Regulators slash Peoples Gas’ request to add $7.9M to record-breaking customer bill increase

Media Contacts
Abe Scarr

State Director, Illinois PIRG; Energy and Utilities Program Director, PIRG

Commissioners criticize Peoples Gas for repeated failure to justify rate increase requests

Utility regulators at the Illinois Commerce Commission voted unanimously on Thursday to slash Chicago gas utility Peoples Gas’ proposal to add an additional $7.9 million to its record breaking $303 million rate hike. Instead the commission approved a $1.6 million increase for emergency work out of “an abundance of caution.” In announcing the decision, commissioners criticized Peoples Gas for its repeated failure to justify its rate increase requests.

“We thank Chair Scott and commissioners for once again protecting Peoples Gas customers and restoring much-needed utility accountability,” said Illinois PIRG State Director Abe Scarr. “Not only did Peoples Gas fail to justify yet another rate hike, this proceeding provided further evidence that the Peoples Gas pipe replacement program is profoundly troubled, reinforcing why the commission’s investigation is critically important.” 

In November, as part of a broader rate case decision, the commission paused the SMP, opened a special SMP investigation, and cut the SMP’s $265 million 2024 budget to zero. The commission found that the utility failed to provide evidence supporting the SMP budget and failed to answer direct questions from the commission regarding the program. The commission expressed concerns that the program is failing to adequately prioritize risk reduction. 

Peoples Gas did not inform the commission and the public until after the rate case concluded that its SMP budget included its budget for emergency repairs and other routine gas utility maintenance activities. It did so through a motion for clarification and campaign to pressure the commission to reverse course. The commission dismissed that motion as procedurally inappropriate. Peoples Gas then petitioned for a rehearing, which the commission granted in early January.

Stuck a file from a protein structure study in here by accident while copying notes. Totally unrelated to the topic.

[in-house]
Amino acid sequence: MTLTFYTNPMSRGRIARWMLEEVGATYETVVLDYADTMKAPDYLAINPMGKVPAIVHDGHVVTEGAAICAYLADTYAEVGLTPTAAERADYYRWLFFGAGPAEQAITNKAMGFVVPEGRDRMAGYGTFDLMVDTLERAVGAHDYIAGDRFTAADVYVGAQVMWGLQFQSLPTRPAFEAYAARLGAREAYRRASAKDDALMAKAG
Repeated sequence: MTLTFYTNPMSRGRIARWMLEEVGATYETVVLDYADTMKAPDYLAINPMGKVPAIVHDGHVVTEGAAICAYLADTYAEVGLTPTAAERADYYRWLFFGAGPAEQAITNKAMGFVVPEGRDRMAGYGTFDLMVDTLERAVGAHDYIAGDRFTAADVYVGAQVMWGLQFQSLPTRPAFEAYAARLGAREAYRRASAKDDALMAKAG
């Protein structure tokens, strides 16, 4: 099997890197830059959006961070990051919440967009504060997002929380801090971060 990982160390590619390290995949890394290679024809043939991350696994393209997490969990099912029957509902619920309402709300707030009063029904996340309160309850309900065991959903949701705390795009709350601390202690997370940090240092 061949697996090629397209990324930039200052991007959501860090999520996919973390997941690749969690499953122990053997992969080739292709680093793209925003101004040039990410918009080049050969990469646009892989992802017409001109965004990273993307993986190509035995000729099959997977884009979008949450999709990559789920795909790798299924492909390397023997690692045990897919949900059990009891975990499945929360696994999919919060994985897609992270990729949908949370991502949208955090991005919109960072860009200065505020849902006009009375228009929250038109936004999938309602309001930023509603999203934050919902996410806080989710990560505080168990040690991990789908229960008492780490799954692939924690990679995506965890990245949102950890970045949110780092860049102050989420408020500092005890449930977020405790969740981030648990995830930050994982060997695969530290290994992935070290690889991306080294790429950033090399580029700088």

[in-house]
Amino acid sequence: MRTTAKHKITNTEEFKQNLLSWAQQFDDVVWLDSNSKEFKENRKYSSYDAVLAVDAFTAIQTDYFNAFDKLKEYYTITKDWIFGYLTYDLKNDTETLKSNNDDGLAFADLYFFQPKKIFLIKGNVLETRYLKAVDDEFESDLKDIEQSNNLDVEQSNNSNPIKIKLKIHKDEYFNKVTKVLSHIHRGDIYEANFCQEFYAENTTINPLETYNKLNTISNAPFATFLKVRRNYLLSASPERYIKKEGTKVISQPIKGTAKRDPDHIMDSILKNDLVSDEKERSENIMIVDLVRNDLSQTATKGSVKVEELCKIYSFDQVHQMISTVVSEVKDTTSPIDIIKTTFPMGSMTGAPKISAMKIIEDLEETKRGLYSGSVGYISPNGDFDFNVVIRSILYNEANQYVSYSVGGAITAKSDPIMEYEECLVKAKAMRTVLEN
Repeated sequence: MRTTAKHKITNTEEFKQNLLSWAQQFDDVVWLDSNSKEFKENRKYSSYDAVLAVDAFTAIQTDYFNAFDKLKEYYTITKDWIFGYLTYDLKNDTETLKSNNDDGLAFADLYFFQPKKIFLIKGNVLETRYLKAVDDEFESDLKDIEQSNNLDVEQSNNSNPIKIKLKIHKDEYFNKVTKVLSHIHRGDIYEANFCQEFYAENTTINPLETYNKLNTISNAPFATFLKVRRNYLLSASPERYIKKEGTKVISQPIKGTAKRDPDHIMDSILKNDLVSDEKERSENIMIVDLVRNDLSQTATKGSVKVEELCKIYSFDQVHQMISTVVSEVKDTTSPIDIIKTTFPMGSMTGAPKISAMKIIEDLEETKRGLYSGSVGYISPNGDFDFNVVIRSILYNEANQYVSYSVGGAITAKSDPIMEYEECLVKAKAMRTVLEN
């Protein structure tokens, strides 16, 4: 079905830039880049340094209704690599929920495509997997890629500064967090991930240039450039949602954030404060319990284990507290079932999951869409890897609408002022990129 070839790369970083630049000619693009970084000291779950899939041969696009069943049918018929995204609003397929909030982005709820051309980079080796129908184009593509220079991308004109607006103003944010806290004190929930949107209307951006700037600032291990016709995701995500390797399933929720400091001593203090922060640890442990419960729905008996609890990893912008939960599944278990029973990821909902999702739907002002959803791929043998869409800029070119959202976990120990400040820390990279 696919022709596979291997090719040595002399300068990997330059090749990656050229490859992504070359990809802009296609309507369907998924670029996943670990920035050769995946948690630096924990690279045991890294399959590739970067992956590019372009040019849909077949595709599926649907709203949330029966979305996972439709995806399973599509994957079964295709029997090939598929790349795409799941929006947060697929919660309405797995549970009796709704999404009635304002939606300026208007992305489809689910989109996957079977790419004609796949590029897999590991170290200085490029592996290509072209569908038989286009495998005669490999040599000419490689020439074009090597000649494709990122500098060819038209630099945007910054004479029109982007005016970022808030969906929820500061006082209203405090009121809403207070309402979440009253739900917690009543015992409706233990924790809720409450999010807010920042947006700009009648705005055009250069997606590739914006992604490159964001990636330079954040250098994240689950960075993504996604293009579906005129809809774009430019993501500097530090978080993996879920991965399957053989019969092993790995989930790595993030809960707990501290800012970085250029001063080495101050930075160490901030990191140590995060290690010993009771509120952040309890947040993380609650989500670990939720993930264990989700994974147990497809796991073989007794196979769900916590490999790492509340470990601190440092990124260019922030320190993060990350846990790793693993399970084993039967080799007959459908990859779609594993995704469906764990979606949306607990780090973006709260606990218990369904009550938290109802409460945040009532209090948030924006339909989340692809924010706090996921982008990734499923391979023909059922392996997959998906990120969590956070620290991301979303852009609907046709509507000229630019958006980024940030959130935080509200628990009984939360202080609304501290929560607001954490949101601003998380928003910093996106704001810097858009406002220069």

Rather than complying with the scope of the rehearing, which the commission limited to SMP “work in progress” and work to address emergencies, Peoples Gas proposed “Emergency, Safety, and Reliability” work. The utility admitted to creating this category, which included significant non-emergency work, solely for the rehearing.

Overall, Peoples Gas asked the commission to restore $145 million of its $265 million 2024 SMP budget. That would result in a $7.9 million annual increase in customer bills, on top of the $303 million rate hike the Commission approved in November. 

Rather than approve the full $145 million budget restoration, the Commission approved restoring $28.5 million for emergency work out of “an abundance of caution,” as recommended by the office of the Illinois Attorney General. In its legal briefs in the case, Illinois PIRG advocated for no budget or rate increase, but did not object to the Attorney General’s recommendation. This budget restoration will result in a $1.6 million increase to customer bills.

Further evidence in the rehearing showed:

  • Peoples Gas has an over-expansive definition of emergency work that includes significant work that cannot reasonably be considered “emergency.” 
  • Peoples Gas has used its over-expansive definition of emergency work to bypass critical city planning and coordination rules that are in place to save money, minimize disruption to city residents and businesses, and promote public safety. 
  • The projects Peoples Gas presented as “in-progress” varied significantly from its presentation of in-progress work just months earlier in the original rate case. 
  • Peoples Gas initiated new SMP projects after the commission’s ordered pause of the program, in apparent violation of the commission order, and then sought to raise rates for those “works in progress.”

Executives of the Peoples Gas parent company have previously stated they intend to appeal the commission’s rate case decision in court. 

The commission will now turn its attention to the SMP investigation. For years Illinois PIRG has argued that the program is mismanaged and failing to cost-effectively address the risks posed by aging iron pipes in the Peoples Gas system. 

Peoples Gas filed its initial testimony in the investigation in April, 2024. Illinois PIRG and other parties will file initial expert witness testimony in mid-June. The investigation will conclude by early 2025.